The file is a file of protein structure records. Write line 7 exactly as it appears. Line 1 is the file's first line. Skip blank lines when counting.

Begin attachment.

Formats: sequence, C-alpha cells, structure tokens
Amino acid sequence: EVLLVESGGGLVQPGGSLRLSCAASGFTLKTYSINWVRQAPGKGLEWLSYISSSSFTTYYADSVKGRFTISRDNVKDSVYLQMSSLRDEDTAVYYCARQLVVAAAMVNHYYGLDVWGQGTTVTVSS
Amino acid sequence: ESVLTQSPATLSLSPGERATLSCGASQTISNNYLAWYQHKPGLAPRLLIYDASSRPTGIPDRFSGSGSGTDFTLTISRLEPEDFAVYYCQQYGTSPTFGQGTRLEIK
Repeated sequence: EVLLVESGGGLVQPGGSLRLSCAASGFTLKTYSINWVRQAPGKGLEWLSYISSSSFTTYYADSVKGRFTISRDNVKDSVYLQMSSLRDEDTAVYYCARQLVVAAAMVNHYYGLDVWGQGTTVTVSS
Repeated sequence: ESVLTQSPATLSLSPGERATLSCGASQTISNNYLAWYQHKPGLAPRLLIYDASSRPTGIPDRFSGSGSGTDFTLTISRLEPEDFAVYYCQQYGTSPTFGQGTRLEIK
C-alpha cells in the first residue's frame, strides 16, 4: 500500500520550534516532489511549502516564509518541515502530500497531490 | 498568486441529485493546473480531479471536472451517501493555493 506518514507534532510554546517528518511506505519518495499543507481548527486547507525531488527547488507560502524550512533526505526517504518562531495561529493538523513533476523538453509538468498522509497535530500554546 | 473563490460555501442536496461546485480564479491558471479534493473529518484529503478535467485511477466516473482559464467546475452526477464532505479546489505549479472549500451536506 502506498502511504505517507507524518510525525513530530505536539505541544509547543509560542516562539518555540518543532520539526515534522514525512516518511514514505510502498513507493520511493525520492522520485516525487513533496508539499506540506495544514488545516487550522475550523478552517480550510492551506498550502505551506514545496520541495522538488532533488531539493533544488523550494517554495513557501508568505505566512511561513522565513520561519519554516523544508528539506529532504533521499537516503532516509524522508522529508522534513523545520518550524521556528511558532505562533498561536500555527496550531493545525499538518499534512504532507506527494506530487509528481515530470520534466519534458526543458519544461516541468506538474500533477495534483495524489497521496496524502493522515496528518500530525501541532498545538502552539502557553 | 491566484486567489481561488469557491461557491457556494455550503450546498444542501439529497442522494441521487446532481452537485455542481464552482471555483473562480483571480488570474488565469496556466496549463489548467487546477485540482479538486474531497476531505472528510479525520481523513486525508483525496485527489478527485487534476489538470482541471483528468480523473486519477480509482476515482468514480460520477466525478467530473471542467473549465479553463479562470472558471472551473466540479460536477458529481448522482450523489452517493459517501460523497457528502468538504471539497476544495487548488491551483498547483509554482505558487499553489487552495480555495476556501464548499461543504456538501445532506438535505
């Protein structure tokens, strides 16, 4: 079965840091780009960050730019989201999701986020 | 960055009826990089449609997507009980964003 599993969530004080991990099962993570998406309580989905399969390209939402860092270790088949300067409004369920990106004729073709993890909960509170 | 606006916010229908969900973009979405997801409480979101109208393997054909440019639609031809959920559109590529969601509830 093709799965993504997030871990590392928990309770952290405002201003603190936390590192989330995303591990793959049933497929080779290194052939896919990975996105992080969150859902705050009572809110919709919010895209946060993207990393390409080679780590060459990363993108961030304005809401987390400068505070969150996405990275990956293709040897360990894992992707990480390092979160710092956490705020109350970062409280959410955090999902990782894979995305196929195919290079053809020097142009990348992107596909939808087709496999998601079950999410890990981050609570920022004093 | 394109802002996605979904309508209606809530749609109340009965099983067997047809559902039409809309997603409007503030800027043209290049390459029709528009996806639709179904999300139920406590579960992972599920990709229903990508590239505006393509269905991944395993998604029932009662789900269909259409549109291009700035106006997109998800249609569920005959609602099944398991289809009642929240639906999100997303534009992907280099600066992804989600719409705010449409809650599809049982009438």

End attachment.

């Protein structure tokens, strides 16, 4: 079965840091780009960050730019989201999701986020 | 960055009826990089449609997507009980964003 599993969530004080991990099962993570998406309580989905399969390209939402860092270790088949300067409004369920990106004729073709993890909960509170 | 606006916010229908969900973009979405997801409480979101109208393997054909440019639609031809959920559109590529969601509830 093709799965993504997030871990590392928990309770952290405002201003603190936390590192989330995303591990793959049933497929080779290194052939896919990975996105992080969150859902705050009572809110919709919010895209946060993207990393390409080679780590060459990363993108961030304005809401987390400068505070969150996405990275990956293709040897360990894992992707990480390092979160710092956490705020109350970062409280959410955090999902990782894979995305196929195919290079053809020097142009990348992107596909939808087709496999998601079950999410890990981050609570920022004093 | 394109802002996605979904309508209606809530749609109340009965099983067997047809559902039409809309997603409007503030800027043209290049390459029709528009996806639709179904999300139920406590579960992972599920990709229903990508590239505006393509269905991944395993998604029932009662789900269909259409549109291009700035106006997109998800249609569920005959609602099944398991289809009642929240639906999100997303534009992907280099600066992804989600719409705010449409809650599809049982009438």